Next month, Minnesota's second-largest solar panel installation should begin generating electricity at Hennepin County's public works facility in Medina.

Almost 530 panels have been installed on the roof of the building, with work finishing earlier this month. At its maximum, the panel system will generate 80 kilowatts of electricity, providing up to 15 percent of the electric power used in the building. That would save about $15,000 in electricity charges per year.

In Minnesota, the solar complex on the roof is second in size only to an installation at Merrick Inc. in Vadnais Heights, which supplies 100 kilowatts of power.

"The county is trying to be a leader in renewable energy and conservation and sustainable buildings," said Dave McNary, Hennepin County's assistant director of environmental services in charge of energy and solid waste. "If we generate electrical energy from renewable resources, we can reduce reliance on fossil fuels."

Built in 1997, the Medina building was one of the first in the state to use sustainable building design, including such energy-efficient ideas as large windows and skylights that provide natural lighting and use of recycled materials, McNary said. The county Transportation Department is housed there, with garages as well as engineers, designers and support staff.

The solar project was approved in 2007 at a cost of about $900,000, paid from the county's capital fund.

The 300-pound solar panels came from China and arrived around Christmas. County officials believed they were lucky to get them.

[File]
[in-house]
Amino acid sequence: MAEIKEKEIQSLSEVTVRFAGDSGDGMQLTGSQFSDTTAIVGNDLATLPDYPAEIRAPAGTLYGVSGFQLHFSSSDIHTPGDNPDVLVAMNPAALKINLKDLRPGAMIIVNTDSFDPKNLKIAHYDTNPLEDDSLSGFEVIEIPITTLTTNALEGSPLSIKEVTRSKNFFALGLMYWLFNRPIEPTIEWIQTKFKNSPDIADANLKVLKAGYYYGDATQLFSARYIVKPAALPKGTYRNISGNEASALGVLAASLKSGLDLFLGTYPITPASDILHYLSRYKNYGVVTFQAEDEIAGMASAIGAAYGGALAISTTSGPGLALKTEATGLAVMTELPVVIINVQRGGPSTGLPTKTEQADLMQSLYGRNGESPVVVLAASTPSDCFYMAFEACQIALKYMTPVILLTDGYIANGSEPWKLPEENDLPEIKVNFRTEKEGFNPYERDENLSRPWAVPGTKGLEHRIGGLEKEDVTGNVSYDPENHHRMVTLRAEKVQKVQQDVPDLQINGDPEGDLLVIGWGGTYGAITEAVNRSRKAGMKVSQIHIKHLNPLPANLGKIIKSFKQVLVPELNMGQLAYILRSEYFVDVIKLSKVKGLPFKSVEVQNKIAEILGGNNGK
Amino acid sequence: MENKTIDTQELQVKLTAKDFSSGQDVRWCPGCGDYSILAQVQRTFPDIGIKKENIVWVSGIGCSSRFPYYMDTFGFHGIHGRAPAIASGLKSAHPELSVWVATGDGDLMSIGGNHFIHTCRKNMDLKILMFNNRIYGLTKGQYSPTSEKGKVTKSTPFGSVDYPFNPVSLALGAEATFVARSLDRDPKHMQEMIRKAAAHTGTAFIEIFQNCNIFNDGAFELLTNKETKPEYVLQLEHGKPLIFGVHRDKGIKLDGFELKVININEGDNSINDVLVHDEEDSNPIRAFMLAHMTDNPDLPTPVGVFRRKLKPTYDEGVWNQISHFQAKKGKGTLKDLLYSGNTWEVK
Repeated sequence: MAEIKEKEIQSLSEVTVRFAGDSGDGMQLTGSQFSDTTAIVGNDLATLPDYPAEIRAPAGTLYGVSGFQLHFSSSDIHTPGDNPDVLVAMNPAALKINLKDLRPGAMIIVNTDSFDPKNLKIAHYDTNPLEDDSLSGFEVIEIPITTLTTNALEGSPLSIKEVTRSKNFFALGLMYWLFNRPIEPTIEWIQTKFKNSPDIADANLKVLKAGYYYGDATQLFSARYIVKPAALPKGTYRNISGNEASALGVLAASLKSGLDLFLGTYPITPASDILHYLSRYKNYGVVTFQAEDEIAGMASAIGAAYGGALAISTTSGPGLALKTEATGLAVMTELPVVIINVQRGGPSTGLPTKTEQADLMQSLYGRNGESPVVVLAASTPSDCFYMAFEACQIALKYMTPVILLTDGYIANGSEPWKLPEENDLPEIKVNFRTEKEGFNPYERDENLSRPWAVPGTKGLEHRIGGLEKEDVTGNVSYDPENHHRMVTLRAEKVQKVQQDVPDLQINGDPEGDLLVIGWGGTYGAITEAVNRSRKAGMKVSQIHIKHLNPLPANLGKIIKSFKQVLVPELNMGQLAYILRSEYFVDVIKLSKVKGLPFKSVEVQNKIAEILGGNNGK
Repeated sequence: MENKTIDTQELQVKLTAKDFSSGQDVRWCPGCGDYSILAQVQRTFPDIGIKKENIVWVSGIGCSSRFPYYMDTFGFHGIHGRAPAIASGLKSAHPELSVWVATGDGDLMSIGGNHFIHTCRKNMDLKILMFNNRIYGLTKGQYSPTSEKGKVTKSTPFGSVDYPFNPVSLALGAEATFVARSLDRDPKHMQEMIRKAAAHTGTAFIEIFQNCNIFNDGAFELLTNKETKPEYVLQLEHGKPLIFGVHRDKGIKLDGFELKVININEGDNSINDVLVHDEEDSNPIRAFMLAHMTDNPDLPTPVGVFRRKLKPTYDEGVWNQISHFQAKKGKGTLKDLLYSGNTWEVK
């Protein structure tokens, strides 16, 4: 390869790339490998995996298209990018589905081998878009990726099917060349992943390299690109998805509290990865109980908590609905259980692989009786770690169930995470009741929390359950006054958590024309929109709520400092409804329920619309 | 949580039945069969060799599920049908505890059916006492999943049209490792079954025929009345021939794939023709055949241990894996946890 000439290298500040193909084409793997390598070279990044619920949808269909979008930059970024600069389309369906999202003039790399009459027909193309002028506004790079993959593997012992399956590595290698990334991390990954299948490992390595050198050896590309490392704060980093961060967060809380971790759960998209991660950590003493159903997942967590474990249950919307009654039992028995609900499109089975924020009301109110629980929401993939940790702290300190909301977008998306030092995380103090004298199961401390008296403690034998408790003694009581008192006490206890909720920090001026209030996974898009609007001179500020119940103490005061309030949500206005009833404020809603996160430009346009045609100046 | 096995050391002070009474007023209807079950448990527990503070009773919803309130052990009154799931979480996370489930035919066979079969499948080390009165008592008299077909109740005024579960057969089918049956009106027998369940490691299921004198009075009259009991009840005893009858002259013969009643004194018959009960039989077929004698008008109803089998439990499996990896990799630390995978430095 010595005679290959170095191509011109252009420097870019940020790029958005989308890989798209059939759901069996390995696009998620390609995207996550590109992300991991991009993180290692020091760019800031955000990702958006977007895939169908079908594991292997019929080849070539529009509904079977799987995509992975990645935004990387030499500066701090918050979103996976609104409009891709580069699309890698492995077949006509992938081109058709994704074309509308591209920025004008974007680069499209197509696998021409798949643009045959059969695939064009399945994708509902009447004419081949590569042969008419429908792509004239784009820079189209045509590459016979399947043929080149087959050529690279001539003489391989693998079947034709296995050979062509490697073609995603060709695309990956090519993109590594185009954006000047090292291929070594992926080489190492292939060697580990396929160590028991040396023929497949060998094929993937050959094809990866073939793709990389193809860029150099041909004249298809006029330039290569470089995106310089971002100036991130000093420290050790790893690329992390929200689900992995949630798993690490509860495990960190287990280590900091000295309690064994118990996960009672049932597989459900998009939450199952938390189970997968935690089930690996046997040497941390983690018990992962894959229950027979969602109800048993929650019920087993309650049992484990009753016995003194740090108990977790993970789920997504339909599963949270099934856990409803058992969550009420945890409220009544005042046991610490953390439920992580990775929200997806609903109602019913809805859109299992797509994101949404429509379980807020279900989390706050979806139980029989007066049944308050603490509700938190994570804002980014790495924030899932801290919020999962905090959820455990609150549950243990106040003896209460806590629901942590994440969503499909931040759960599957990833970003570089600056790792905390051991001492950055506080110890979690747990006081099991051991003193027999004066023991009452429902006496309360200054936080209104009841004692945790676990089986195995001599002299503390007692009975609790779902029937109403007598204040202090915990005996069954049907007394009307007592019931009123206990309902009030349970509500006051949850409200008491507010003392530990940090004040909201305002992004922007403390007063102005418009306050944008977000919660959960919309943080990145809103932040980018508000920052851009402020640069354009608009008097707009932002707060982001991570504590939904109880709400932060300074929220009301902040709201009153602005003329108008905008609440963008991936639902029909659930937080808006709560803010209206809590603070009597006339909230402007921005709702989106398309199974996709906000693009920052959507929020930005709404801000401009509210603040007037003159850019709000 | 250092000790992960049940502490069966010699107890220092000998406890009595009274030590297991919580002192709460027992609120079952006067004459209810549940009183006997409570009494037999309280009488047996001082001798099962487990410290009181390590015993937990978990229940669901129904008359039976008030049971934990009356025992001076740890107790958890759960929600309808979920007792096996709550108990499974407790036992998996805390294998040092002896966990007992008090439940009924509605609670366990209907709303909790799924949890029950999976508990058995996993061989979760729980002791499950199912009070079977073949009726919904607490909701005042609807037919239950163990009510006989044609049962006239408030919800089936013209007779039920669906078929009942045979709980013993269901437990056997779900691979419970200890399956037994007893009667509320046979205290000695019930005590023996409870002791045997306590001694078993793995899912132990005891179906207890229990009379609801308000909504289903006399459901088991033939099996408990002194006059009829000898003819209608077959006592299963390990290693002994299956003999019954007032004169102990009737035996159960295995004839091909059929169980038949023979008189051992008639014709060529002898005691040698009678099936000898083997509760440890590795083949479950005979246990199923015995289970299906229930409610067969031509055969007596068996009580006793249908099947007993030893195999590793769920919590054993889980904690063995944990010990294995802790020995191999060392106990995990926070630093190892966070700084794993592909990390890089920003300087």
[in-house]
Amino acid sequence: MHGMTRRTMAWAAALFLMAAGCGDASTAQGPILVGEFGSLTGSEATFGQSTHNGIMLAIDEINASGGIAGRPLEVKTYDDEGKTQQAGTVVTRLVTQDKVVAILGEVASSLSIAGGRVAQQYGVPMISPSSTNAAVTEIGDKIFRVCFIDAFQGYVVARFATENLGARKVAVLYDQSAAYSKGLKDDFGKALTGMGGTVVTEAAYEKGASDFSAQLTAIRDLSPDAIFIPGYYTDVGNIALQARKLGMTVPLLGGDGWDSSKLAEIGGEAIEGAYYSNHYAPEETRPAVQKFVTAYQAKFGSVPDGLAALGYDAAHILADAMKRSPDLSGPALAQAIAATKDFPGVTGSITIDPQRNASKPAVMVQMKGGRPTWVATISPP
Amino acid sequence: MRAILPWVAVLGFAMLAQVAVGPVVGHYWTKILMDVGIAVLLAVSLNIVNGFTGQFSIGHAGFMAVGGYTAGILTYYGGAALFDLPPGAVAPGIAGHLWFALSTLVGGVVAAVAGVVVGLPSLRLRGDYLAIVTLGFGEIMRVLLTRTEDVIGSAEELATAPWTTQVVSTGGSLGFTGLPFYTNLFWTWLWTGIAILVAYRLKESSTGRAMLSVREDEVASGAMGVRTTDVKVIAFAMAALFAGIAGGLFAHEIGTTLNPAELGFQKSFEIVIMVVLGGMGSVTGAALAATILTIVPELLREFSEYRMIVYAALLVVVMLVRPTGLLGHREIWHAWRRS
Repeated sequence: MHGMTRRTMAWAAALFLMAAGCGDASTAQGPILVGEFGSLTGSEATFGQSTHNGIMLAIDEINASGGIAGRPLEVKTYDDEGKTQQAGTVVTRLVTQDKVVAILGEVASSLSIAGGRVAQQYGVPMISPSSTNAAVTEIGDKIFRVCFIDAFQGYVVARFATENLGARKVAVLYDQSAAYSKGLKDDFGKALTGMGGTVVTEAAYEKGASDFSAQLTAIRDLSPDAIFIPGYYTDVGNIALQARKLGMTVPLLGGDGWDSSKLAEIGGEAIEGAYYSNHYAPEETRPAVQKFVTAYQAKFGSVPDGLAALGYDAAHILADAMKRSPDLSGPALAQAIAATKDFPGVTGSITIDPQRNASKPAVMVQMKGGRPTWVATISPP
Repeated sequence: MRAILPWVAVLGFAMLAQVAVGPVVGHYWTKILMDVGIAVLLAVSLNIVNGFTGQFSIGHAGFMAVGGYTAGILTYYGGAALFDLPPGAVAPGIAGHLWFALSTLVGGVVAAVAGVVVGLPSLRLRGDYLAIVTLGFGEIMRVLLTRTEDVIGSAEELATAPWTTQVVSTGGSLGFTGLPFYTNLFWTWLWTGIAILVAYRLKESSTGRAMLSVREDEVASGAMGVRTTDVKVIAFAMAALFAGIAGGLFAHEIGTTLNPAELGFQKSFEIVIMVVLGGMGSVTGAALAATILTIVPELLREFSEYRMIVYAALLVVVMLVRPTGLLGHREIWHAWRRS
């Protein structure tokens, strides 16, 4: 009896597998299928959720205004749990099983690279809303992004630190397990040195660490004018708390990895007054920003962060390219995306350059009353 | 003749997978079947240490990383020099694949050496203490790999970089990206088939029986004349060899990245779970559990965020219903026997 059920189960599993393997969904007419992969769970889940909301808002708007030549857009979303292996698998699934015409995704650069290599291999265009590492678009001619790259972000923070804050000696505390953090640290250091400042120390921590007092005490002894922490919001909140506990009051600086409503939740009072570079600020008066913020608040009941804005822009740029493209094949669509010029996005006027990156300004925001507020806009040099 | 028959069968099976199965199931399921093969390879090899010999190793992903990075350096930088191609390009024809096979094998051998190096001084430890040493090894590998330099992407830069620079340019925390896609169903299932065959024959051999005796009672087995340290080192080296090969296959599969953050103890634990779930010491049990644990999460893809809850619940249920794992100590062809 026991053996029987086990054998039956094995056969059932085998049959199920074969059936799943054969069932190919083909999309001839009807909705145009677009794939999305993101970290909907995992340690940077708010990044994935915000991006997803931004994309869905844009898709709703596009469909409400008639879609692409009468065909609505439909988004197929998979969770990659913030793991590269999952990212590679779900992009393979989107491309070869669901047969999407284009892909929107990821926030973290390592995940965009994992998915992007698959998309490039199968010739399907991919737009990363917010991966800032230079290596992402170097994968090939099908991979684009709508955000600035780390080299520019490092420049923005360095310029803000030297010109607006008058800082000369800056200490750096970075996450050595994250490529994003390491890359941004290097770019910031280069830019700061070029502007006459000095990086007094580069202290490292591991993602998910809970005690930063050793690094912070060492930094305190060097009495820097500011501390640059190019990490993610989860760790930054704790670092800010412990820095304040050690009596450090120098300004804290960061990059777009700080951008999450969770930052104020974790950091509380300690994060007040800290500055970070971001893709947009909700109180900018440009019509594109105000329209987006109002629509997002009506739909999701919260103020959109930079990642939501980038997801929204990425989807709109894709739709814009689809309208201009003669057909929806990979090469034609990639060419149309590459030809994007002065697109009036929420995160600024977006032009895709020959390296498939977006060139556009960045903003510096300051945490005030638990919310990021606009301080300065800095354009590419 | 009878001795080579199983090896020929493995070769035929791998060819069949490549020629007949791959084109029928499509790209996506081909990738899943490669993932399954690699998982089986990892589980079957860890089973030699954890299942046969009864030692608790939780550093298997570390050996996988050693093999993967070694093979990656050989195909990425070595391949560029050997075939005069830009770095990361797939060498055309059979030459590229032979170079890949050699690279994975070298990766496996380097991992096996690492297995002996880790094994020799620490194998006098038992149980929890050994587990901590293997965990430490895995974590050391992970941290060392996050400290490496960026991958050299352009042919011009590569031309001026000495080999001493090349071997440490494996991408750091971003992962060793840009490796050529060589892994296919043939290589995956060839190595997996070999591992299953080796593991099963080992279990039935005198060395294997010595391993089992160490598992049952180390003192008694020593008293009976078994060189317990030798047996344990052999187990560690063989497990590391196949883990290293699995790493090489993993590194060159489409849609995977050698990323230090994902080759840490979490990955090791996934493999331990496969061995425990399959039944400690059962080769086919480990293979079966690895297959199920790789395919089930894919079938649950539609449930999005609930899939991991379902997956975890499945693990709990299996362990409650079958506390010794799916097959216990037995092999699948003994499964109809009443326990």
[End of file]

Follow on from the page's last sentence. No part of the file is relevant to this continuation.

"It's not as easy to get solar panels as you might think," said Andy Leith, senior environmentalist with the county's air and energy unit. He said a big push for solar use in Germany means that nation "is taking a big chunk of the solar panels that are marketed."

The panels, which are made of smaller modules, are about 5.5 feet long and about 2.5 feet wide. More than 20 rows of the panels sit above the roof, mounted on beams that are raised above the roof so the county can replace the roof if need be without disabling the panels, which are under warranty for 25 years.

The county is looking for other buildings that might be suitable for solar installations, McNary said. Part of Hennepin's "cool county" initiative is a commitment to reduce greenhouse gasses produced by the county by 80 percent by 2050, he said.

The panels are expected to begin generating electricity by March 15.

Later this year, a wind turbine will be added to the Medina site. A vendor will be chosen this spring and the turbine should be up by fall, McNary said. The $3 million project is being paid for with special federal energy bonds. Electricity from the turbine will be sold to local utilities.

Mary Jane Smetanka • 612-673-7380